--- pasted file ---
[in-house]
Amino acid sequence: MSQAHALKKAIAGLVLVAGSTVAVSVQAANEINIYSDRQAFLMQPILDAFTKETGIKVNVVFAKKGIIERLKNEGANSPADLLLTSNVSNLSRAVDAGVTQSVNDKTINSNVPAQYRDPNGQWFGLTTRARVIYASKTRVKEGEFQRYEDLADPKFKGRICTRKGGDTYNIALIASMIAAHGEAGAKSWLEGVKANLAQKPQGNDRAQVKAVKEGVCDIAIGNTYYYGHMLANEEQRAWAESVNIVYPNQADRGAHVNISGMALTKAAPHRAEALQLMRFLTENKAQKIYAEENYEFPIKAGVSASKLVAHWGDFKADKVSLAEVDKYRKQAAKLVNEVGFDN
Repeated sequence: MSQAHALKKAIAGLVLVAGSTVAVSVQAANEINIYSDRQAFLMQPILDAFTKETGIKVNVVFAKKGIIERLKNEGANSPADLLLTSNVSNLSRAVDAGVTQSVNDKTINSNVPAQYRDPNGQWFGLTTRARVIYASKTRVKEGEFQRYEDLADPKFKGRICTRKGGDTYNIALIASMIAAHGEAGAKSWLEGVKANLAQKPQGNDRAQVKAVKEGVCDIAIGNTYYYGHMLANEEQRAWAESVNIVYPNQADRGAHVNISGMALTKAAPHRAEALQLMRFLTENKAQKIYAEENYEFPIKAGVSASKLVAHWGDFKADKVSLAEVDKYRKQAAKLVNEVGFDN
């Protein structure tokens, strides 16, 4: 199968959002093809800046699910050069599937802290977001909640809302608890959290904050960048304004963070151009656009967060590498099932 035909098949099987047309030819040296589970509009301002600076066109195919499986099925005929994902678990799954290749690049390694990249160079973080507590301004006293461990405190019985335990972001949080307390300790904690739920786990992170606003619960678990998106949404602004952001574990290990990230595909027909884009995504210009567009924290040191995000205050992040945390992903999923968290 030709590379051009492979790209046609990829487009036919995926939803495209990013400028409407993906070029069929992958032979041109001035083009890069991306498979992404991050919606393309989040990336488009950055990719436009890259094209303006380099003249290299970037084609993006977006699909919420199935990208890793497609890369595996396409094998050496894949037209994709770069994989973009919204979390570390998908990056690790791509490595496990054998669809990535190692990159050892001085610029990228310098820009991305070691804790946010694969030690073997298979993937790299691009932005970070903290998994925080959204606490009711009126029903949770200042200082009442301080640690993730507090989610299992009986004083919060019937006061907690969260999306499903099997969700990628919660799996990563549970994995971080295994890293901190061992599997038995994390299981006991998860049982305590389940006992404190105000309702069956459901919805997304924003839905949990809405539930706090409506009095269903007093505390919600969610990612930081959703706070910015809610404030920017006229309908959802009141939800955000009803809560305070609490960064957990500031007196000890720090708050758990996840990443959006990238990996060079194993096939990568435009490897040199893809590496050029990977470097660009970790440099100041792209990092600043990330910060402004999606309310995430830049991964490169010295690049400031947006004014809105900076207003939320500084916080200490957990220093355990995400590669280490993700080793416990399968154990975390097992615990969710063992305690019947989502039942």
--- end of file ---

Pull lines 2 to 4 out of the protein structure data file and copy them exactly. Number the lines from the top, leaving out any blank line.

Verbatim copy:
Amino acid sequence: MSQAHALKKAIAGLVLVAGSTVAVSVQAANEINIYSDRQAFLMQPILDAFTKETGIKVNVVFAKKGIIERLKNEGANSPADLLLTSNVSNLSRAVDAGVTQSVNDKTINSNVPAQYRDPNGQWFGLTTRARVIYASKTRVKEGEFQRYEDLADPKFKGRICTRKGGDTYNIALIASMIAAHGEAGAKSWLEGVKANLAQKPQGNDRAQVKAVKEGVCDIAIGNTYYYGHMLANEEQRAWAESVNIVYPNQADRGAHVNISGMALTKAAPHRAEALQLMRFLTENKAQKIYAEENYEFPIKAGVSASKLVAHWGDFKADKVSLAEVDKYRKQAAKLVNEVGFDN
Repeated sequence: MSQAHALKKAIAGLVLVAGSTVAVSVQAANEINIYSDRQAFLMQPILDAFTKETGIKVNVVFAKKGIIERLKNEGANSPADLLLTSNVSNLSRAVDAGVTQSVNDKTINSNVPAQYRDPNGQWFGLTTRARVIYASKTRVKEGEFQRYEDLADPKFKGRICTRKGGDTYNIALIASMIAAHGEAGAKSWLEGVKANLAQKPQGNDRAQVKAVKEGVCDIAIGNTYYYGHMLANEEQRAWAESVNIVYPNQADRGAHVNISGMALTKAAPHRAEALQLMRFLTENKAQKIYAEENYEFPIKAGVSASKLVAHWGDFKADKVSLAEVDKYRKQAAKLVNEVGFDN
């Protein structure tokens, strides 16, 4: 199968959002093809800046699910050069599937802290977001909640809302608890959290904050960048304004963070151009656009967060590498099932 035909098949099987047309030819040296589970509009301002600076066109195919499986099925005929994902678990799954290749690049390694990249160079973080507590301004006293461990405190019985335990972001949080307390300790904690739920786990992170606003619960678990998106949404602004952001574990290990990230595909027909884009995504210009567009924290040191995000205050992040945390992903999923968290 030709590379051009492979790209046609990829487009036919995926939803495209990013400028409407993906070029069929992958032979041109001035083009890069991306498979992404991050919606393309989040990336488009950055990719436009890259094209303006380099003249290299970037084609993006977006699909919420199935990208890793497609890369595996396409094998050496894949037209994709770069994989973009919204979390570390998908990056690790791509490595496990054998669809990535190692990159050892001085610029990228310098820009991305070691804790946010694969030690073997298979993937790299691009932005970070903290998994925080959204606490009711009126029903949770200042200082009442301080640690993730507090989610299992009986004083919060019937006061907690969260999306499903099997969700990628919660799996990563549970994995971080295994890293901190061992599997038995994390299981006991998860049982305590389940006992404190105000309702069956459901919805997304924003839905949990809405539930706090409506009095269903007093505390919600969610990612930081959703706070910015809610404030920017006229309908959802009141939800955000009803809560305070609490960064957990500031007196000890720090708050758990996840990443959006990238990996060079194993096939990568435009490897040199893809590496050029990977470097660009970790440099100041792209990092600043990330910060402004999606309310995430830049991964490169010295690049400031947006004014809105900076207003939320500084916080200490957990220093355990995400590669280490993700080793416990399968154990975390097992615990969710063992305690019947989502039942």